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Tuesday, August 4, 2020
FREETOWN, May 11 2002 (IPS) - The sole woman candidate in Sierra Leone’s May 14 elections has denied that members of the traditional women’s secret society, the Bondo, chased her out of town.
Zainab Bangura had complained to the electoral commission about an attack on her by ruling Sierra Leone Peoples Party (SLPP) supporters in the eastern town of Kenema during a campaign tour.
SLPP National Chairperson, Sama Banya, however, had replied, “Party supporters did not attack her. Angry Bondo women chased her out of Kenema. “Bangura is said to be opposed to the practice of FGM (female genital mutilation) with which the Bondo society is associated.
Refuting the claim, Bangura said, “I am strongly supported by the Bondo. The allegation against her, she said, resulted from “a deliberate spreading of rumours”.
Bangura has on many occasions endorsed FGM, arguing that it is a tradition that is yet too strong to break. At a recent rally in the outskirts of Freetown, a group of Bondo SOWEIS (initiators) pledged their support for her party.
In the campaigning for this year’s elections, as has been the case in previous ones, politicians are being careful not to offend members of the Bondo. The society exists among almost all-major ethnic groups in the country. It conducts rites of passage into womanhood especially in the rural areas. Women from all walks of life are members and it continues to be a powerful force in the country’s politics, despite controversies in the past few years over its practice of FGM.
Maria Hawa Feika, a respected initiator in the south, says “Anybody who does not respect our society does not respect women. Nobody is a full woman who has not joined Bondo for it is in the Bondo ‘bush’ that women are truly taught how to respect themselves, their bodies and their partners”.
In recent years, attempts by intellectuals and rights activists to stir up debate on FGM have met stiff resistance from supporters of the Bondo society. The practice is not widely considered one for public discussion. Self-censorship at radio and television stations ensures that news or discussions on FGM are not aired. The subject is largely taboo in the newspapers.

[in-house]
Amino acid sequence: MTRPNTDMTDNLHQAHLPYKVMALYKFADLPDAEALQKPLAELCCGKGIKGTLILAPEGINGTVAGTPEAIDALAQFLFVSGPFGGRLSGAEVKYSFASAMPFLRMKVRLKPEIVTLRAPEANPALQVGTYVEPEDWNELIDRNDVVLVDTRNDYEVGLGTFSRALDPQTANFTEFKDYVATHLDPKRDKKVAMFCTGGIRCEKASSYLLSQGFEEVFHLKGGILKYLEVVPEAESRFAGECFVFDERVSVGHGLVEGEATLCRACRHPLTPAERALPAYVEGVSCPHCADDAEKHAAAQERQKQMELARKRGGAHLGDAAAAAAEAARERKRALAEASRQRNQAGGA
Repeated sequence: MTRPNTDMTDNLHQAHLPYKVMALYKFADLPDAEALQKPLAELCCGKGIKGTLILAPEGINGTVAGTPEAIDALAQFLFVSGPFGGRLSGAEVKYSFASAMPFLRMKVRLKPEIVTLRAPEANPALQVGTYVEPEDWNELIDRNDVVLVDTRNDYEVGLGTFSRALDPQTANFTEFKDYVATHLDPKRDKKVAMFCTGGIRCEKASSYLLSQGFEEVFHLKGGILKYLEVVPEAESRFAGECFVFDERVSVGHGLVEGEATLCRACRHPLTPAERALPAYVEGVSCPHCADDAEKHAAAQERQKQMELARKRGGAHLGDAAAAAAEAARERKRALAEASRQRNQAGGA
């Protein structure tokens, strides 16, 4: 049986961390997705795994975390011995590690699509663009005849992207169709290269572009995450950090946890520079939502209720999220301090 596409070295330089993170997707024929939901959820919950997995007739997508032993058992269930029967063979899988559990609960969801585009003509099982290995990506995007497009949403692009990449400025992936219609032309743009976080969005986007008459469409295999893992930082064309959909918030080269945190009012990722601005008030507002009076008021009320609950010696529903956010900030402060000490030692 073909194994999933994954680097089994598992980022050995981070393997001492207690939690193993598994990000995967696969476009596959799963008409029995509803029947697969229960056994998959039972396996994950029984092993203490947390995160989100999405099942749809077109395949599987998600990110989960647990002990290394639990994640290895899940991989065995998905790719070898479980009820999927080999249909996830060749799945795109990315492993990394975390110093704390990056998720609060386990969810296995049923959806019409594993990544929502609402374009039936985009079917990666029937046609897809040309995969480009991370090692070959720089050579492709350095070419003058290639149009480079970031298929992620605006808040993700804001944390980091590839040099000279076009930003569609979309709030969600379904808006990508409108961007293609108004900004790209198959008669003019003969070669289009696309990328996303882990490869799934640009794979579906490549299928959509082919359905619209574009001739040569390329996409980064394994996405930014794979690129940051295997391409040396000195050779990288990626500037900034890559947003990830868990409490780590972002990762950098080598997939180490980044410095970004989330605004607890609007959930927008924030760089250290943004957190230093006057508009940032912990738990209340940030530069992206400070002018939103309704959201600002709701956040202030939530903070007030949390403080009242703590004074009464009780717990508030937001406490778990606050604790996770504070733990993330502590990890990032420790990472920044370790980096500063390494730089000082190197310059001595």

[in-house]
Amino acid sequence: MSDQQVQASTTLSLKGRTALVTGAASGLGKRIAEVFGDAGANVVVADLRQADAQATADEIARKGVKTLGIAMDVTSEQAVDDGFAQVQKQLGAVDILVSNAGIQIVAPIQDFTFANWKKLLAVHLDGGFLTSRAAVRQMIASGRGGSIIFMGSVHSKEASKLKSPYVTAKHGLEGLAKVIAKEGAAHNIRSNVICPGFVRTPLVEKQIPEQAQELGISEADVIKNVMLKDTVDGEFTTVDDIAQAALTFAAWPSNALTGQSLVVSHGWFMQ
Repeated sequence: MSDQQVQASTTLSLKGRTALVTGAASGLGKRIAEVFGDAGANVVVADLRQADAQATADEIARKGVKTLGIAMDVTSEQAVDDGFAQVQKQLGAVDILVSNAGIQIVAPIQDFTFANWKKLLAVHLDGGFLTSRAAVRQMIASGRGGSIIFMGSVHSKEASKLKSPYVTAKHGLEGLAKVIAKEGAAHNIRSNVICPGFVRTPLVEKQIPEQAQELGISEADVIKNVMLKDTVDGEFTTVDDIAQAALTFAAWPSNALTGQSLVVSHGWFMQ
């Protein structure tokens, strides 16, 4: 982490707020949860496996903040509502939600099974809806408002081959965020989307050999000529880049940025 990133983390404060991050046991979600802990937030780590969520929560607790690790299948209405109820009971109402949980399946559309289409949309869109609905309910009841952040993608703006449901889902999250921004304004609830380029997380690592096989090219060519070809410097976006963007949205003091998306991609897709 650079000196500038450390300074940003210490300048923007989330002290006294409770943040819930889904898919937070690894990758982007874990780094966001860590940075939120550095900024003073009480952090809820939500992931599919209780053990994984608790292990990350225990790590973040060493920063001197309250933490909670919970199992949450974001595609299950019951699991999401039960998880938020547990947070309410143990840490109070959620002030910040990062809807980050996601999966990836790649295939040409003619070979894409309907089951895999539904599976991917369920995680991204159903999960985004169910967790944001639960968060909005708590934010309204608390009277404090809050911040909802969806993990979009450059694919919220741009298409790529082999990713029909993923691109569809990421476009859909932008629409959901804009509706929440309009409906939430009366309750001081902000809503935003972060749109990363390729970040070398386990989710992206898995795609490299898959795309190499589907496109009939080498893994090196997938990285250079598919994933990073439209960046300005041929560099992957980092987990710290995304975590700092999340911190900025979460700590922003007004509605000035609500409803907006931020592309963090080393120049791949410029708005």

However, shortly after the present government of President Ahmad Tejan Kabbah assumed office in 1996, groups of rights activists began openly campaigning against FGM in the capital city, Freetown. It became a subject of discussions on radio and at seminars.
Anti-FGM advocates soon faced the wrath of Bondo society supporters. After a prominent woman gynaecologist, Dr. Koso Thomas delivered a paper at a seminar condemning the practice, Bondo women and sympathisers staged demonstrations in the capital city. The demonstrators were led by the then Minister of foreign Affairs Shirley Gbujama.
Presenting a petition to the President, the Minister threatened, “We will sew up the mouths of those preaching against Bondo”. She urged Kabbah to stand firm for the society, reminding him “not to forget your roots”. The President in reply promised the society his support, saying he himself was “from a traditional background”.
Many Sierra Leonean politicians since independence in 1961 have preferred to court, rather than offend the Bondo society. The country’s first Prime Minister, Sir Milton Margai was a favourite politician among society members.
As a young medical doctor in the provinces, he developed a close link with the Bondo and is said to have provided medical care for initiators. In office, he continued to support the building of initiation centres or “bushes” in various parts of the country.
In more recent times, politicians have tried to woo the traditional women’s society by constructing Bondo “bushes” in their constituencies. Others have provided money for the initiation of large groups of girls into the society.
Health workers and rights groups oppose FGM on health grounds.
FGM, often referred to as ‘female circumcision’, comprises all procedures involving partial or total removal of the external female genitalia or other injury to the female genital organs whether for cultural, religious or other non-therapeutic reasons.
Various communities around the world practice FGM. Most of the girls and women who have undergone genital mutilation live in 28 African countries, although some live in Asia and the Middle East. They are also increasingly found in Europe, Australia, Canada and the United States, primarily among immigrants from these countries, according to the UN World Health Organisation (WHO).
“Today, the number of girls and women who have undergone female genital mutilation is estimated at between 100 and 140 million. It is estimated that each year, a further two million girls are at risk of undergoing FGM,” says the UN health agency.
Immediate complications, arising from FGM, include severe pain, shock, haemorrhage, urine retention, and ulceration of the genital region and injury to adjacent tissue. Haemorrhage and infection can cause death.
“Long-term consequences include damage to the urethra resulting in urinary incontinence, dyspareunia (painful sexual intercourse) and sexual dysfunction and difficulties with childbirth,” according to the WHO.
More recently, concern has arisen about possible transmission of the human immunodeficiency virus (HIV) due to the use of one instrument in multiple operations.
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